Warm olive oil in a large heavy-bottomed pot over medium-high heat. Sauté carrots, onion, and celery until softened, 3–5 minutes. Stir in garlic and thyme and cook for 30 more seconds.

    Stir in chicken broth, 1 teaspoon salt, and pepper and bring to a boil over high heat. Add chicken and bay leaf, reduce heat to medium, and cover. Cook for 5 minutes, then stir in the tortellini, cover, and continue cooking. 

    Cook for 5 more minutes, then transfer the chicken to a bowl and use two forks to shred. Return chicken to the pot. If you’re using fresh tortellini, the soup should be ready to eat. If you used dried, you may need to continue cooking for another couple of minutes.

    Stir spinach and 1/4 cup parsley into the soup. Combine the remaining 1/4 cup parsley with the zest of 1 of the lemons and 1/4 teaspoon salt. Cut both lemons in half and squeeze the juice into the soup. Taste and add more salt or lemon juice if desired.

    Serve soup with parsley-lemon zest mixture and fresh Parmesan shavings.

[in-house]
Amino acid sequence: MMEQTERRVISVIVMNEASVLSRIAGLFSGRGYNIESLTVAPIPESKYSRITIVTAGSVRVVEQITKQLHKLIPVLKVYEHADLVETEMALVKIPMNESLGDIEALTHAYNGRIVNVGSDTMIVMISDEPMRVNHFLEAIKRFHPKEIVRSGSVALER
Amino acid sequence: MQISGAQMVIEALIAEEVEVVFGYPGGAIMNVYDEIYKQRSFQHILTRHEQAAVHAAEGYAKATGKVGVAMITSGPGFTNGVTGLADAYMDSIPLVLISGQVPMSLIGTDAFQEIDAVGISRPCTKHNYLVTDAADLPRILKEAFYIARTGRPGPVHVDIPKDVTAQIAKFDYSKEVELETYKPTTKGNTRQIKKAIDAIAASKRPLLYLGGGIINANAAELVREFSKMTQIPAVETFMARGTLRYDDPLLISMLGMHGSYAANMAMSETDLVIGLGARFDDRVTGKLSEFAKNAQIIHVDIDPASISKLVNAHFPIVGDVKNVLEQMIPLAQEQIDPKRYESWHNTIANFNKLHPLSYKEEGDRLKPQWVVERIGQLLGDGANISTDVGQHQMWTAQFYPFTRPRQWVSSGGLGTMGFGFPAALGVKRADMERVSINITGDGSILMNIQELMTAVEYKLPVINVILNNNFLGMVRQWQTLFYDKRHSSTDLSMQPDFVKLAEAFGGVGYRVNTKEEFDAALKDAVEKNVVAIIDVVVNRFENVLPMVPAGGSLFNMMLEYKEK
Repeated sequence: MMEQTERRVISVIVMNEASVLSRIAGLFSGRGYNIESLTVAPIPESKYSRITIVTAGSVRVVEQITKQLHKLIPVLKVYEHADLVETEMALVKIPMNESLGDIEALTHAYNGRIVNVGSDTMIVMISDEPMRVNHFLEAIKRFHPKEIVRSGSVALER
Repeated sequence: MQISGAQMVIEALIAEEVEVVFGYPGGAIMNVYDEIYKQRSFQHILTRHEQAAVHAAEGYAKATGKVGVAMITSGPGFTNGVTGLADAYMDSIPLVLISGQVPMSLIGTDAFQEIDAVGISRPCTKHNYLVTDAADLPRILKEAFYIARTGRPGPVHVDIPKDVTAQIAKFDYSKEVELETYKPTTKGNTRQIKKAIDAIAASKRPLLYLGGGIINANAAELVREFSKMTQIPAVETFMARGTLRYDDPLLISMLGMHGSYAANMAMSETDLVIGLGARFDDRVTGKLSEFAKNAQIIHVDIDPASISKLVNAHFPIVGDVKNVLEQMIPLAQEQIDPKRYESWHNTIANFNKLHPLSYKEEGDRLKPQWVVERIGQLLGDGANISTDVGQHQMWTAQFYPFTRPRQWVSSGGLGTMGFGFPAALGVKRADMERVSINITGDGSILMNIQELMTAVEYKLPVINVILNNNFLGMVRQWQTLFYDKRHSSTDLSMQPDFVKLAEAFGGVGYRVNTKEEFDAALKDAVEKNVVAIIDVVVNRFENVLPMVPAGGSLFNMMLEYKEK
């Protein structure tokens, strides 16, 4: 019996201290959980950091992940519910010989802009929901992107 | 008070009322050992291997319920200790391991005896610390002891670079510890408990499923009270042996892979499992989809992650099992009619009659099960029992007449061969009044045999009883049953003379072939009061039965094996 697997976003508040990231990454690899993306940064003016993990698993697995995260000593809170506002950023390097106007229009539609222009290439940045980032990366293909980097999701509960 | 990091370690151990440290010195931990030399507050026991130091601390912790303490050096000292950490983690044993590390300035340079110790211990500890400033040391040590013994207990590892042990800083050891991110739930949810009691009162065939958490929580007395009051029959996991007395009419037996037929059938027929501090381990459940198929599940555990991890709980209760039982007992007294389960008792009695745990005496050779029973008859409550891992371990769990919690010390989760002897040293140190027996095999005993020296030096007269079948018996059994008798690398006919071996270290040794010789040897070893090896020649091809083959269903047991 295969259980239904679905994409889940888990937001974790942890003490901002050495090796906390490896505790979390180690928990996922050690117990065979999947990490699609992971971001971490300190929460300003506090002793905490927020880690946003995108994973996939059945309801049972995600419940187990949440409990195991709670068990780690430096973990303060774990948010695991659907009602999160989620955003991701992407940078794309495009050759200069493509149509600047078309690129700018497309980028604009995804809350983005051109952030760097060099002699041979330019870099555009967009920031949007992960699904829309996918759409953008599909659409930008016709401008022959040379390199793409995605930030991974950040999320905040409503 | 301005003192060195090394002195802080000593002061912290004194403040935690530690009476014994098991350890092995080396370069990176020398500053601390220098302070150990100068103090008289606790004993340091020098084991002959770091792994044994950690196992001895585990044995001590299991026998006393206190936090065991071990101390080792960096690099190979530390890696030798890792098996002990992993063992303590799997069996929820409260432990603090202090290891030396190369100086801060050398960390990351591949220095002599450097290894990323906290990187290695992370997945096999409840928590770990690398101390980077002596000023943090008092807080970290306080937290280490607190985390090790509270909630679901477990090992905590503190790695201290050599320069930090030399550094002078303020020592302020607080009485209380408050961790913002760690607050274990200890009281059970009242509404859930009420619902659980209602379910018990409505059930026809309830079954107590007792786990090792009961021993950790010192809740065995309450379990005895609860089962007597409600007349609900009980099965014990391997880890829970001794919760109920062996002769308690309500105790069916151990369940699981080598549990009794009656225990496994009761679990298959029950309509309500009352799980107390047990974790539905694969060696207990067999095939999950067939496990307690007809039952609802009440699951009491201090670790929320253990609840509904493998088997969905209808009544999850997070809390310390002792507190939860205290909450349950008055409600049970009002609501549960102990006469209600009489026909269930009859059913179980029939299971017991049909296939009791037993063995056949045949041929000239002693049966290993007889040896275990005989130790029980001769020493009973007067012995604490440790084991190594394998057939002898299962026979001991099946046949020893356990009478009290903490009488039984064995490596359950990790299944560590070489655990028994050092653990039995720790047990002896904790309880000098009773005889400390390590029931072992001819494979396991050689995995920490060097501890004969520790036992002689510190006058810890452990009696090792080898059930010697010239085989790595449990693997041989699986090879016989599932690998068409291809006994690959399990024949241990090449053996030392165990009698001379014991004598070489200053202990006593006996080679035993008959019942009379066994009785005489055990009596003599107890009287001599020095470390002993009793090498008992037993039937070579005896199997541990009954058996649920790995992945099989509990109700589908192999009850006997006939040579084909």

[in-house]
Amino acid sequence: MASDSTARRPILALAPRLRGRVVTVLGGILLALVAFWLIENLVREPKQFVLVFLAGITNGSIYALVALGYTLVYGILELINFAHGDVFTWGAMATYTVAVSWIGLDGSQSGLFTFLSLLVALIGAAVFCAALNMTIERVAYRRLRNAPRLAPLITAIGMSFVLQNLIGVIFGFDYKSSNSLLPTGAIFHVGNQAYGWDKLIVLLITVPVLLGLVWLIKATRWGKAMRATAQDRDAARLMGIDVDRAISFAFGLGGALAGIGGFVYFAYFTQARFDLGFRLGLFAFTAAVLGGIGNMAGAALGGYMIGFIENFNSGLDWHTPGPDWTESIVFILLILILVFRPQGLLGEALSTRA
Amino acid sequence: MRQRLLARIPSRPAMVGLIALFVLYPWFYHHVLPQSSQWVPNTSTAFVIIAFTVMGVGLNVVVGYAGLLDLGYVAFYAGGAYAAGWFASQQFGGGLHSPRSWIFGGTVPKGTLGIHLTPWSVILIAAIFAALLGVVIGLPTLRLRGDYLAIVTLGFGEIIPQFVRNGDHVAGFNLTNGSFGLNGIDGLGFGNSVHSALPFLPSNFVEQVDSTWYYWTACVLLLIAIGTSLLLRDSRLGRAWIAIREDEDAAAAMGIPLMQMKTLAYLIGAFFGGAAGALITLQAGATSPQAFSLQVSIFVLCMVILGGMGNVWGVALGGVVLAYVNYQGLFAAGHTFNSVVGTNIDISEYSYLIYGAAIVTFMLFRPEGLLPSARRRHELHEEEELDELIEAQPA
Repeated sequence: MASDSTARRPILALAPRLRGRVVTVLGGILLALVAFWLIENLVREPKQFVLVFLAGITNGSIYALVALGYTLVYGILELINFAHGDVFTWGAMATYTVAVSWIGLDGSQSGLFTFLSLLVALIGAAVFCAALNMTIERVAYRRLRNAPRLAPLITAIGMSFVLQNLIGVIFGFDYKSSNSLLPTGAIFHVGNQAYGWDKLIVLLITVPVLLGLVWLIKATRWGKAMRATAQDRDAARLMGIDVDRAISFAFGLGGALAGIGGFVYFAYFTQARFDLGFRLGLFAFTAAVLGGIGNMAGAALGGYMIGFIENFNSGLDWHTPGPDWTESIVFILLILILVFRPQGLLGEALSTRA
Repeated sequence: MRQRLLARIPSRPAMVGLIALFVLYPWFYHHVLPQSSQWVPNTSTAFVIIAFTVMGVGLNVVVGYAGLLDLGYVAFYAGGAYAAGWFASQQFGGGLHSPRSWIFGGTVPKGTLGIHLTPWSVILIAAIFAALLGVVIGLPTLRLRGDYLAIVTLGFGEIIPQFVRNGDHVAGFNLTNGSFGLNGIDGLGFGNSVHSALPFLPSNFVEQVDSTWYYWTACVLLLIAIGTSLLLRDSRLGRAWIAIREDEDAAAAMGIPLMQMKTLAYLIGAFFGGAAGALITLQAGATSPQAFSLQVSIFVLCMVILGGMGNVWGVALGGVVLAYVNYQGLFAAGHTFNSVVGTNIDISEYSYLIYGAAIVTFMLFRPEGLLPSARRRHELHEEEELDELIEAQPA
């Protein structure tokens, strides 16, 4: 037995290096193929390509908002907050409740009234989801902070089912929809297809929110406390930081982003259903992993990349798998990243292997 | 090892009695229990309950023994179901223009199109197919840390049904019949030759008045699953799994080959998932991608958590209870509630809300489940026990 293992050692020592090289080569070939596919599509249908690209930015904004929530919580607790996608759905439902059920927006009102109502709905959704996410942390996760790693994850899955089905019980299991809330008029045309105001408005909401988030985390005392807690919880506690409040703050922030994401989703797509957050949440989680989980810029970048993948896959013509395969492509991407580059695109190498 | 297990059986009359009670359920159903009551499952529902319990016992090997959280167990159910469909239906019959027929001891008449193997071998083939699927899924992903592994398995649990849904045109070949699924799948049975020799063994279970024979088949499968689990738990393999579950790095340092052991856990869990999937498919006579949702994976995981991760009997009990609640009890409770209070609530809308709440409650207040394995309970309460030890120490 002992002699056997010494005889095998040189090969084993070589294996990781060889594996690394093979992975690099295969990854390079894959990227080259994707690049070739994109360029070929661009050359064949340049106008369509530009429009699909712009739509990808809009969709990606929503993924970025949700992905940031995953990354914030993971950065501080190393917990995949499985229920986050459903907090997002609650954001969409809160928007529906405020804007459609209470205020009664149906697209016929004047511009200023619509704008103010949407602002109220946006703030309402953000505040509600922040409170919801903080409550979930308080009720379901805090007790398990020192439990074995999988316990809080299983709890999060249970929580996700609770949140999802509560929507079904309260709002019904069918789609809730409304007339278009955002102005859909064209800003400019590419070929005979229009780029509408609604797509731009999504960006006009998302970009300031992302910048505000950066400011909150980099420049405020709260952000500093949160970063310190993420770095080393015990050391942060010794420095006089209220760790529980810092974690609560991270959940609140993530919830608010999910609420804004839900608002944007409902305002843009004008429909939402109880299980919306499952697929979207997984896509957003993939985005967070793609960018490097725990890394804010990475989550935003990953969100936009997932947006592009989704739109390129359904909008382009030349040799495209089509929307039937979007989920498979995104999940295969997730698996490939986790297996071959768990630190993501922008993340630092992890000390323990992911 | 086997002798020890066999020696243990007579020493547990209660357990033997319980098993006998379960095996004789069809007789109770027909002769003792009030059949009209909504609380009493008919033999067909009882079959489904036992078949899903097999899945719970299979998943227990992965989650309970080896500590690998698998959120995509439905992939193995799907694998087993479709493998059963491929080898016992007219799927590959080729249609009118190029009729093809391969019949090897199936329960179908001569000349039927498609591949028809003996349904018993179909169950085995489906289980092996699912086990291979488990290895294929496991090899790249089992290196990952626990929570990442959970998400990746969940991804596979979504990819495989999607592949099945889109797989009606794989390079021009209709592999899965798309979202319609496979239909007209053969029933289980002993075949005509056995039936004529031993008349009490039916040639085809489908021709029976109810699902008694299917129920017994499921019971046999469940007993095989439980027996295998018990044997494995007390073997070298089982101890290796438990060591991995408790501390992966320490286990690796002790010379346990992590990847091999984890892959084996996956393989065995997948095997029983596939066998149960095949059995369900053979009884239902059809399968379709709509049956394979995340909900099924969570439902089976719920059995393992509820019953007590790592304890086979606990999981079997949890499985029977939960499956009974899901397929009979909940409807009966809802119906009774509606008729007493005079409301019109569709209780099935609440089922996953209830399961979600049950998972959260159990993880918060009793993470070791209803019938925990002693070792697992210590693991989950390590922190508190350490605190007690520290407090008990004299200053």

Epoch Times Photo

    A final garnish of fresh parsley and lemon zest brings brightness and springtime appeal. (Caroline Chambers)

    Recipe Notes

    You can also use chicken thighs, though they will take a little longer to cook. Poach them in the broth for 15 minutes, then add the tortellini and cook them together for 5 more minutes, for a total chicken cook time of 20 minutes. Then remove the chicken, shred, and return to the pot.

    Use any broth or stock you have. Bouillon also works.

    Tortellini is not required, though highly recommended! Use any type of noodle you have, adjusting the cooking time as needed.

    In place of spinach, roughly chopped kale, beet greens, Swiss chard, or collard greens would all work perfectly.

     

    Caroline Chambers is a recipe developer, food writer, and author of “Just Married: A Cookbook for Newlyweds.” She currently lives in Carmel Valley, Calif., with her husband, George, and son, Mattis. Follow her on Instagram for cooking tips and snippets from her life in Northern Calif. @carochambers

    Republished with Permission The Epoch Times    SUBSCRIBE